Home Video Hovel: Canoa: A Shameful Memory, by David Bax
Felipe Cazals’ 1975 Canoa: A Shameful Memory, available now on Blu-ray from Criterion, is a docudrama about a shocking true incident in what was then Mexico’s recent past. Like in the films of Costa-Gavras, Cazals employs a bracing straightforwardness that ratchets up momentum while only mildly obfuscating just how angry a movie Canoa really is.
In 1968, five young men from the city of Puebla headed into the countryside to spend the weekend hiking. When a storm stranded them in the small town of San Miguel Canoa, they found themselves victims of frenzied locals who, believing the men to be communist activists, killed four of them. Leftist protests had erupted all over the world in 1968; in fact, shortly before the events depicted in Canoa, communists had been gunned down by police in Mexico City. The people of San Miguel Canoa, Cazals suggests, were additionally riled up by the local priest, who appealed to their devout Catholicism not just to line his pockets but also to bewilder them with fears that communists would kill him and desecrate the church. Cazals starts his story at the end, with a journalist reporting on the murders, and then jumps back to the beginning, cutting back and forth between the town and the young men until they arrive in Canoa by the film’s halfway point. Then he methodically ratchets up the tension for most of the second hour.
In an early section, Cazals adopts an unembellished documentary approach, as a narrator introduces us to San Miguel Canoa over shots of its rundown buildings and dusty farms. This is an incredibly poor and cloistered community, in which a majority of the inhabitants speak indigenous languages and no Spanish. When we start to meet these men and women, Cazals even has the actors directly address the camera with information and backstory, as if they are being interviewed. But don’t mistake this documentary effect for journalism. Cazals is in no way attempting to be fair and balanced. His story has a clear villain in the priest, a man who issues receipts for tithes and refused to perform weddings, funerals, christenings or last rites to those who can’t produce proof of payment. He’s more a cult leader than a man of the cloth, going so far as to install a sound system in the center of town that his acolytes use to shame those who refuse to fall in line. Whether Cazals intends to condemn religion itself or merely the way it can be used and distorted to brainwash and justify will depend on if you see a difference between the two.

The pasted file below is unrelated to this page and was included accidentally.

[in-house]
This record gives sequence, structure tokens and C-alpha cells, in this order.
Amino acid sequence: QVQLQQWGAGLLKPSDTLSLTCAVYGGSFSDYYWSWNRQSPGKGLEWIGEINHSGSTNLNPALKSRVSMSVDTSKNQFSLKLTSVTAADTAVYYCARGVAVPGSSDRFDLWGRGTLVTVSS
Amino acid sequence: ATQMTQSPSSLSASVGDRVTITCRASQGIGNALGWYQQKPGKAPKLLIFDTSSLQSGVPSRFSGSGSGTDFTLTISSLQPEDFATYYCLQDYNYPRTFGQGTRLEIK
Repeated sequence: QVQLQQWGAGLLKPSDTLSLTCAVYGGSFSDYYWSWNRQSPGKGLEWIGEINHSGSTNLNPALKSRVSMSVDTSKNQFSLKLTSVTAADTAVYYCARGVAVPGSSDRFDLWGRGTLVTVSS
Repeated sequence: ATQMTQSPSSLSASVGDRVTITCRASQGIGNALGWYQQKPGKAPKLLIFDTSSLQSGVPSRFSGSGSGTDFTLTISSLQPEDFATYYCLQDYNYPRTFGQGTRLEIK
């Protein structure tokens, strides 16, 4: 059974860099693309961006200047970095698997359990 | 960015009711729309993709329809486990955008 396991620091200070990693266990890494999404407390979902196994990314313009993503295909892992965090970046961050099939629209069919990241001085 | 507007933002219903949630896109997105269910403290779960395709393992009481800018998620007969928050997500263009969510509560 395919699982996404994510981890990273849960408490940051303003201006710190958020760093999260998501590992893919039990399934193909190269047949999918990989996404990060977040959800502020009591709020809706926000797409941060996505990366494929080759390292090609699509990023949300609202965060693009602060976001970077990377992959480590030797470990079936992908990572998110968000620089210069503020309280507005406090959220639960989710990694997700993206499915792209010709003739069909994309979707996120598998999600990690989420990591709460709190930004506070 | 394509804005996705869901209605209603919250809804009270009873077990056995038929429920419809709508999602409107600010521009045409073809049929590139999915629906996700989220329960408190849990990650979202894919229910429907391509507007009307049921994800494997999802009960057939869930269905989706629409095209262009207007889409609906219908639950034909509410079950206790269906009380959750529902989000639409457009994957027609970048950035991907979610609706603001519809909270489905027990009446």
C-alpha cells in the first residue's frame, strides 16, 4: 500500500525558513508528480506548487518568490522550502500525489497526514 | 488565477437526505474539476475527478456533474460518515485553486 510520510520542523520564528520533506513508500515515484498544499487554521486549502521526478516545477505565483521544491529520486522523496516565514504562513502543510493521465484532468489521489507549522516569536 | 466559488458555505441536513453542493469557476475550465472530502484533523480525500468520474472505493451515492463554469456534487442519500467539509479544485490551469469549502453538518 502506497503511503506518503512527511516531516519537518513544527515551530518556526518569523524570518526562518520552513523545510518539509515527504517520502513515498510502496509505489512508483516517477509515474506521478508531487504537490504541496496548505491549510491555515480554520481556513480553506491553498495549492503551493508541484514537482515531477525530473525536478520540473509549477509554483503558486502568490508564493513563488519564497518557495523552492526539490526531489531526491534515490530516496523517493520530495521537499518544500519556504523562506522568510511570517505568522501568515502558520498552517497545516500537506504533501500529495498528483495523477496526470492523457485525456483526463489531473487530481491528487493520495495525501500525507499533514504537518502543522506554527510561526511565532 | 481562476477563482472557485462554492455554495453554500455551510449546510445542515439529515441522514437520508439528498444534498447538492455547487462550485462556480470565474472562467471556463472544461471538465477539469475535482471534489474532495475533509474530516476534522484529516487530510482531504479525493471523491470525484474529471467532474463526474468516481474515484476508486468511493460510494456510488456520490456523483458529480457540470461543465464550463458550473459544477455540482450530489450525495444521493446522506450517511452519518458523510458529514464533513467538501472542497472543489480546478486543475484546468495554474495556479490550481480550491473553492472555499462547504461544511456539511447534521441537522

As I said, Canoa: A Shameful Memory is an angry film. In fact, it’s downright furious. Its chief strength lies in Cazals’ ability to maintain a measured pace despite his ire. That results in a buildup that is sickeningly tense, outmatched only by a climax more hellish than you’d even feared. Canoa is an anguished scream that echoes over forty years.
Criterion’s 4K transfer, overseen by Cazals himself, comes from the original camera negative. The reproduction of color is brilliant without ever appearing unnatural. The audio is mono and clean. Also, the subtitles are a new translation and read very smoothly.
Special features include a new introduction by Guillermo del Toro, a new conversation between Cazals and Alfonso Cuarón and an essay by critic Fernanda Solórzano.